Creating Jesus 17: A divine fetus

When the early Christian Jews concluded that the appearances of the YHWH Angel prior to Jesus' birth must also have been Jesus somehow, this gave Jesus a pre-existence and it shifted the paradigm. No longer was he a normal human being born of normal human parents. Somehow this great Angel had been embodied either at Jesus' conception or his quickening. In other words, a human fetus was possessed by this Angel, rather than a human man at his baptism. The Christians shifted his possession to the earliest moment possible. The idea that an angel can possess a human being is possible because the ancient people understood "spirits" and "angels" to be equivalents. This is also the case with the word "powers." The angel was a spirit who like a demon could possess a human being.

The virgin birth stories are related to this shift. The story of womb-possession is very prominent in Luke's gospel, which parallels John the Baptist's conception with Jesus'. John the Baptist was "filled with the Holy Spirit even from his mother's womb" (Luke 1:15). Jesus' conception is understood similarly, as the Holy Spirit, the Power of the Most High, coming upon Mary so that her child would be the holy Son of God. Keep in mind that angels are sons of God. And prophets are called and consecrated (which means a descent of the Holy Spirit into them!) from before they came into the womb of their mothers (see Jer 1:5; Isa 49:1; cf. Gal 1:15).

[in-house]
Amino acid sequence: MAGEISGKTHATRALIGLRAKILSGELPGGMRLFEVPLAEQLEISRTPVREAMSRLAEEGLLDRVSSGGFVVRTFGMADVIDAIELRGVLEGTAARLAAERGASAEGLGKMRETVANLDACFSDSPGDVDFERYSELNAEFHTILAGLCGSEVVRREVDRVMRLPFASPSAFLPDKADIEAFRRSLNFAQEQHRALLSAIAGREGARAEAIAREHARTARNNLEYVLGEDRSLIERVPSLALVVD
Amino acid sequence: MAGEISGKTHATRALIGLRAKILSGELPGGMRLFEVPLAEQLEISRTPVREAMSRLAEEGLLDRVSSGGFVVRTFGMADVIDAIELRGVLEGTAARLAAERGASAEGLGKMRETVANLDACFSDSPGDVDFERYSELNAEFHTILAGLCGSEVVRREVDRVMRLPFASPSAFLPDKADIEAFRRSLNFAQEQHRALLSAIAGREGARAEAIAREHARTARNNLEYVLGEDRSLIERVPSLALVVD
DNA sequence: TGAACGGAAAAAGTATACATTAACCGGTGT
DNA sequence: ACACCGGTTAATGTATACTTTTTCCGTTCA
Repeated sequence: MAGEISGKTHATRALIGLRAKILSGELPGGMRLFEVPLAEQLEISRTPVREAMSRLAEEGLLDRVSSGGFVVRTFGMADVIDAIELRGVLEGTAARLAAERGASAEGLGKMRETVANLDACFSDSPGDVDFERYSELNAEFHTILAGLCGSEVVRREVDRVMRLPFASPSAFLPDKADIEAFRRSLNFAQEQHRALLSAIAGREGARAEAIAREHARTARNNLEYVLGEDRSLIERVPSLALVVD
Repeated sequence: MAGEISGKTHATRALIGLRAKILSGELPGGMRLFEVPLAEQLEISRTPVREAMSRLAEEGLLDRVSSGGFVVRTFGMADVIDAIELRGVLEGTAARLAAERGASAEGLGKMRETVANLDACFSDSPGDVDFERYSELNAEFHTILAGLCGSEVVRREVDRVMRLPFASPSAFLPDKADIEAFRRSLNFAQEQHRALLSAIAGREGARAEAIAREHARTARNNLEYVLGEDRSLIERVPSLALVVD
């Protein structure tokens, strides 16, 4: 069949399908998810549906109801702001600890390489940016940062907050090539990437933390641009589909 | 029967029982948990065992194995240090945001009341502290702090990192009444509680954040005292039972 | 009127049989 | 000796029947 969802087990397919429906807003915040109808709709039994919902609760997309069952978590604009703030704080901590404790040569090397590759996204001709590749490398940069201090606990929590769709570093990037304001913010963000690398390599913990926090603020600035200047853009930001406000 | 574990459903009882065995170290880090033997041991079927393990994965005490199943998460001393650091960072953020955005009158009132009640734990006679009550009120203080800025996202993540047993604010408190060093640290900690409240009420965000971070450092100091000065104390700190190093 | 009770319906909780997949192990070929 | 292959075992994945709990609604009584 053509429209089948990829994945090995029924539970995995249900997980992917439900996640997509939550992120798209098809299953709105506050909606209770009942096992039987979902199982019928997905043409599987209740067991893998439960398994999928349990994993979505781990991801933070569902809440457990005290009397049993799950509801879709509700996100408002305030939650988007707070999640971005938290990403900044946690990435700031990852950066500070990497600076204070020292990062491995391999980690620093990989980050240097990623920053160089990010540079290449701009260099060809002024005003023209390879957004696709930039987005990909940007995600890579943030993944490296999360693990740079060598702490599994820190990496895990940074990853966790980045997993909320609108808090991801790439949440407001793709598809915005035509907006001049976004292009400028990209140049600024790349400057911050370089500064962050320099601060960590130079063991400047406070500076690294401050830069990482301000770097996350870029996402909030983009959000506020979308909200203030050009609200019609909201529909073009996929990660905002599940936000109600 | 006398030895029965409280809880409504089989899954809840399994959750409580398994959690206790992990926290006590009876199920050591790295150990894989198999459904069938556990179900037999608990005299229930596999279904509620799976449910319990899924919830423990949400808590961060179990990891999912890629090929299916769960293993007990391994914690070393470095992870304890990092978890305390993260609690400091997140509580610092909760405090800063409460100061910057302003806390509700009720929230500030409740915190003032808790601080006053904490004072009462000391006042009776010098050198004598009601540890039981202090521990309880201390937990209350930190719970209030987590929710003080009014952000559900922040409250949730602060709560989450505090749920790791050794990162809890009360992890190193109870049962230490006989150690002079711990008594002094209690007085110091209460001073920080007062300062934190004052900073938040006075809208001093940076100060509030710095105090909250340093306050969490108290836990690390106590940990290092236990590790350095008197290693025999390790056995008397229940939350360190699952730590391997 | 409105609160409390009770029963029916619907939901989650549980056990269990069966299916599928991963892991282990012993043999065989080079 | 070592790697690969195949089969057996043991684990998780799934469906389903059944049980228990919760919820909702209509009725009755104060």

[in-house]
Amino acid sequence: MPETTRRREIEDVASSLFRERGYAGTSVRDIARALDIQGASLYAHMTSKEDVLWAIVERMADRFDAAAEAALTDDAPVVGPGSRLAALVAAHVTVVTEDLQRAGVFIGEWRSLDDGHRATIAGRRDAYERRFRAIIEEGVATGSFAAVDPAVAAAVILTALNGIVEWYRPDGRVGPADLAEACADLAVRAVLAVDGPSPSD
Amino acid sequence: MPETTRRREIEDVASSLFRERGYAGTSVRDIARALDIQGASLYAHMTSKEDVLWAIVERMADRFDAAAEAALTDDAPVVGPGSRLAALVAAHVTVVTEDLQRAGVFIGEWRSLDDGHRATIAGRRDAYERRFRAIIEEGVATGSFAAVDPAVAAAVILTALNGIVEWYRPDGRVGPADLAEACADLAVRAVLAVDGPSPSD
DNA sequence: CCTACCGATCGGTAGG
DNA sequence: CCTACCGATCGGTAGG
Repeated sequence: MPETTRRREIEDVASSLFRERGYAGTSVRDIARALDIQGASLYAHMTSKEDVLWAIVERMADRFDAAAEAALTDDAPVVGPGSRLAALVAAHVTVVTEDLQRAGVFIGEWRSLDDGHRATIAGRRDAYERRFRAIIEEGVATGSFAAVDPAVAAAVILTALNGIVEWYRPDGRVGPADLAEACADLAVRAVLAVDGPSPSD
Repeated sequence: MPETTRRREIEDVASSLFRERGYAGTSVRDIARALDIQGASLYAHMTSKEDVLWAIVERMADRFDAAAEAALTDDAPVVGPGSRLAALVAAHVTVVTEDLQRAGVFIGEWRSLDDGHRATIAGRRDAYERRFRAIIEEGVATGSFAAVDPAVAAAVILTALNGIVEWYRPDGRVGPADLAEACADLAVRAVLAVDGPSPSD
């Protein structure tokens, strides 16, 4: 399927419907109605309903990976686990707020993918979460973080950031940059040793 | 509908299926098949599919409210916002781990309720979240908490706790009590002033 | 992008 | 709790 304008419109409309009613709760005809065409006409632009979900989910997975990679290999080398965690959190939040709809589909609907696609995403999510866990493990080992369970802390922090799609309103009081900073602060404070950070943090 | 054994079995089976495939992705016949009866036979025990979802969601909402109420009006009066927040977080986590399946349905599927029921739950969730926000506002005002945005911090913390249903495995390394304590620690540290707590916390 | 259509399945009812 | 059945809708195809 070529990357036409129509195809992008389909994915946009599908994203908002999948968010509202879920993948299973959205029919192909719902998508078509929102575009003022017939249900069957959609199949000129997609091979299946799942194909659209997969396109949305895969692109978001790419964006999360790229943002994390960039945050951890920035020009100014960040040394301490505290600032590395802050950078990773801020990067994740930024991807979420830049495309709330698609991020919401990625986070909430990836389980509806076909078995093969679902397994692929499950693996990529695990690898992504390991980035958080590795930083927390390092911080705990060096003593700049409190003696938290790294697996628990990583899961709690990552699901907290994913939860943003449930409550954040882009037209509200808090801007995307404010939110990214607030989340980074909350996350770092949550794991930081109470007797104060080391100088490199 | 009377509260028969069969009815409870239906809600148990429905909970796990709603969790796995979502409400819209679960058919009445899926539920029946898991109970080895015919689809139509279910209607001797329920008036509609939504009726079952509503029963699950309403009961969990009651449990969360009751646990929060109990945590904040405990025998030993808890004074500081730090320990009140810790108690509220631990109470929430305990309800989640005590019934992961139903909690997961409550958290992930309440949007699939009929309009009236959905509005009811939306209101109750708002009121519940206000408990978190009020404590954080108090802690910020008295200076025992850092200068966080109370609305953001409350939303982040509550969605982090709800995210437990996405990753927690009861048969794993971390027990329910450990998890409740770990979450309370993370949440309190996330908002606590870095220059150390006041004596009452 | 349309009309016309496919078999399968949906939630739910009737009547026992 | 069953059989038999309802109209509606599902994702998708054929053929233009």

In Matthew, the relationship of Jesus to the Holy Spirit is framed in terms of agency. Mary is found "having [a fetus] in her womb FROM the Holy Spirit" (1:18). This is another shift in this christological pattern. It moves the concept of a divine fetus to divine parentage rather than spirit possession. This shift may have been popular with Hellenistic audiences familiar with stories of gods siring heroes.

I think it is significant that since these two authors think that the embodiment of the Spirit happened to the fetus in the womb, both Matthew and Luke independently shift the Markan baptism account of possession of the Spirit "in" Jesus (eis: Mark 1:10) to "upon" him (epi: Matt 3:16; Luke 3:22). Since he has had the Spirit in him since the womb, the baptism is reconceived as an outward anointing of the Spirit.

Next post we will look at Justin Martyr who preserves this paradigm in its entirety.